- Define the cost of success and be ready to pay it. Because nothing worthwhile is free. And remember that most financial costs don’t have visible price tags. Uncertainty, doubt, and regret are common costs in the finance world.
- They’re often worth paying. But you have to view them as fees (a price worth paying to get something nice in exchange) rather than fines (a penalty you should avoid).
- Worship room for error. A gap between what could happen in the future and what you need to happen in the future in order to do well is what gives you endurance, and endurance is what makes compounding magic over time.
- Room for error often looks like a conservative hedge, but if it keeps you in the game it can pay for itself many times over.
- You should like a risk because it pays off over time. But you should be paranoid of ruinous risk because it prevents you from taking future risks that will pay off over time.
- Define the game you’re playing, and make sure your actions are not being influenced by people playing a different game. You should like a risk because it pays off over time.
- But you should be paranoid of ruinous risk because it prevents you from taking future risks that will pay off over time. Define the game you’re playing, and make sure your actions are not being influenced by people playing a different game.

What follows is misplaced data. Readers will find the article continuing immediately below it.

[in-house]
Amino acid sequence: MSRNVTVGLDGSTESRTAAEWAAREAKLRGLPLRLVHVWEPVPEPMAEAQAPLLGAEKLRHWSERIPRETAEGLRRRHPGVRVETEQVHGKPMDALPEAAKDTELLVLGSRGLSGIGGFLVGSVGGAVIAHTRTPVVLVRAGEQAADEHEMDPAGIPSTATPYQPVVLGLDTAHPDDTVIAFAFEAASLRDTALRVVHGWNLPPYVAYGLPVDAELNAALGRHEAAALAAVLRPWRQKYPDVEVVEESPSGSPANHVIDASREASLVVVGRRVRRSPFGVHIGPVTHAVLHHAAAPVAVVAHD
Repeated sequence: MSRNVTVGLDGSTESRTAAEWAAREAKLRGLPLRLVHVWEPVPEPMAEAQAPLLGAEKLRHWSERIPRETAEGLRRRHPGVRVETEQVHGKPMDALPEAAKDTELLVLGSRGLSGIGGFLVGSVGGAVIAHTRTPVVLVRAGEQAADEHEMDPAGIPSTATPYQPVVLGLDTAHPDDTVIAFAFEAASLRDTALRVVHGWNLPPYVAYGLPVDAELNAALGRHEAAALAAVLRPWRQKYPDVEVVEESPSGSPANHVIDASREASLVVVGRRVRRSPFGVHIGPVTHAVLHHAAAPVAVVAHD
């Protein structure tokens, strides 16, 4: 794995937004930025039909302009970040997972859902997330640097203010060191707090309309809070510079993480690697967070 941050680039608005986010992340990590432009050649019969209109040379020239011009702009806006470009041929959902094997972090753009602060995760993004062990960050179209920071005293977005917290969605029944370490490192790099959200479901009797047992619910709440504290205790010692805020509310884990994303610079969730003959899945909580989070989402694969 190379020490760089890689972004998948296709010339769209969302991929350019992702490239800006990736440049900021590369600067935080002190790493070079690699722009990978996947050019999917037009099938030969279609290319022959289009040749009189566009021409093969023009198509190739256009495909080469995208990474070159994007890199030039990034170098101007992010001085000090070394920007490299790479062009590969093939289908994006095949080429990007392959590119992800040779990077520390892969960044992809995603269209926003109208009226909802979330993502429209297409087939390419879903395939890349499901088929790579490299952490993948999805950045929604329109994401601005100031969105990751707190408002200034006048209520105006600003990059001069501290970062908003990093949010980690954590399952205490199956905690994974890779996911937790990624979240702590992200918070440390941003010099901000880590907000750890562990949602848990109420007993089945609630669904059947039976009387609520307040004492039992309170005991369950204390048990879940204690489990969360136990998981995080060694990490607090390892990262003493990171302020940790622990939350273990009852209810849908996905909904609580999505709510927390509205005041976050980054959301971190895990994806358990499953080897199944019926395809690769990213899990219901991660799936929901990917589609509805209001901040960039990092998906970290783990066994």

- Respect the mess. Smart, informed, and reasonable people can disagree in finance because people have vastly different goals and desires. There is no single right answer; just the answer that works for you.
The Psychology of Money Review
This is one of those books which you should read at least once. The book will teach you everything from money management to how to control your emotion.
Also, the book is written in simple language, so it will be easy to understand. One thing I liked about this book is, that the author is not saying where you should invest, an instant of that, he is saying to invest regularly.
Go Read it, if you haven’t already because this book will change the way you think about money.